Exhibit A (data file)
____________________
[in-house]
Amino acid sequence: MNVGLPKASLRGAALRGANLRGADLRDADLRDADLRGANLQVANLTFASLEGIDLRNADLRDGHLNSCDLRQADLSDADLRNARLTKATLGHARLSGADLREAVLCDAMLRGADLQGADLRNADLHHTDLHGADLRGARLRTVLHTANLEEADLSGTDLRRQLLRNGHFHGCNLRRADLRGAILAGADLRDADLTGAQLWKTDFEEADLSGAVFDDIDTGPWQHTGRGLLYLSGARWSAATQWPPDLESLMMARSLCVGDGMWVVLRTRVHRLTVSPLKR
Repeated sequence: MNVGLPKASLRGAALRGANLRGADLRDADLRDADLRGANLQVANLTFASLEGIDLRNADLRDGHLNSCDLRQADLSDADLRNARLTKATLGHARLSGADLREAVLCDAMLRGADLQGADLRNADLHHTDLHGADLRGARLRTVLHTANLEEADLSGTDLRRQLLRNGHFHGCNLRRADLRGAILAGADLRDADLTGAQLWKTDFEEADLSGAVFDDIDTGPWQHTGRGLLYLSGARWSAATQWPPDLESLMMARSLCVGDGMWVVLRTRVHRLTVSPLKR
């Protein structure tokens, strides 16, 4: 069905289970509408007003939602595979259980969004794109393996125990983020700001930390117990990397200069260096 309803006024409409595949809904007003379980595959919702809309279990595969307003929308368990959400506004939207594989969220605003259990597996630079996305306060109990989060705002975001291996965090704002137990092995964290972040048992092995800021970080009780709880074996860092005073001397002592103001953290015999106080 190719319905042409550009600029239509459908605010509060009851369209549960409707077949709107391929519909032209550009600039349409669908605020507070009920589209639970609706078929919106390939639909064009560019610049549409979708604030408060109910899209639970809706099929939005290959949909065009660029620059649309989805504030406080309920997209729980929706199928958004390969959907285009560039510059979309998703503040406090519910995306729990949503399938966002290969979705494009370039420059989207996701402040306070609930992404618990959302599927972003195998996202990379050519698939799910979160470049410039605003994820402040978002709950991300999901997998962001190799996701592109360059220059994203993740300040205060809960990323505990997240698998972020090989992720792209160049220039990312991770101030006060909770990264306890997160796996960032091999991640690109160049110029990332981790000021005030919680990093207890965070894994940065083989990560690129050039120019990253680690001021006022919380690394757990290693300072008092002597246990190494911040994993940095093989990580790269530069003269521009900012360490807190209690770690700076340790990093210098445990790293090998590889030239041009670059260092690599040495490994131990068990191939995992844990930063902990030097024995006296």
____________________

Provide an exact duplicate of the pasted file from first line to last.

[in-house]
Amino acid sequence: MNVGLPKASLRGAALRGANLRGADLRDADLRDADLRGANLQVANLTFASLEGIDLRNADLRDGHLNSCDLRQADLSDADLRNARLTKATLGHARLSGADLREAVLCDAMLRGADLQGADLRNADLHHTDLHGADLRGARLRTVLHTANLEEADLSGTDLRRQLLRNGHFHGCNLRRADLRGAILAGADLRDADLTGAQLWKTDFEEADLSGAVFDDIDTGPWQHTGRGLLYLSGARWSAATQWPPDLESLMMARSLCVGDGMWVVLRTRVHRLTVSPLKR
Repeated sequence: MNVGLPKASLRGAALRGANLRGADLRDADLRDADLRGANLQVANLTFASLEGIDLRNADLRDGHLNSCDLRQADLSDADLRNARLTKATLGHARLSGADLREAVLCDAMLRGADLQGADLRNADLHHTDLHGADLRGARLRTVLHTANLEEADLSGTDLRRQLLRNGHFHGCNLRRADLRGAILAGADLRDADLTGAQLWKTDFEEADLSGAVFDDIDTGPWQHTGRGLLYLSGARWSAATQWPPDLESLMMARSLCVGDGMWVVLRTRVHRLTVSPLKR
């Protein structure tokens, strides 16, 4: 069905289970509408007003939602595979259980969004794109393996125990983020700001930390117990990397200069260096 309803006024409409595949809904007003379980595959919702809309279990595969307003929308368990959400506004939207594989969220605003259990597996630079996305306060109990989060705002975001291996965090704002137990092995964290972040048992092995800021970080009780709880074996860092005073001397002592103001953290015999106080 190719319905042409550009600029239509459908605010509060009851369209549960409707077949709107391929519909032209550009600039349409669908605020507070009920589209639970609706078929919106390939639909064009560019610049549409979708604030408060109910899209639970809706099929939005290959949909065009660029620059649309989805504030406080309920997209729980929706199928958004390969959907285009560039510059979309998703503040406090519910995306729990949503399938966002290969979705494009370039420059989207996701402040306070609930992404618990959302599927972003195998996202990379050519698939799910979160470049410039605003994820402040978002709950991300999901997998962001190799996701592109360059220059994203993740300040205060809960990323505990997240698998972020090989992720792209160049220039990312991770101030006060909770990264306890997160796996960032091999991640690109160049110029990332981790000021005030919680990093207890965070894994940065083989990560690129050039120019990253680690001021006022919380690394757990290693300072008092002597246990190494911040994993940095093989990580790269530069003269521009900012360490807190209690770690700076340790990093210098445990790293090998590889030239041009670059260092690599040495490994131990068990191939995992844990930063902990030097024995006296």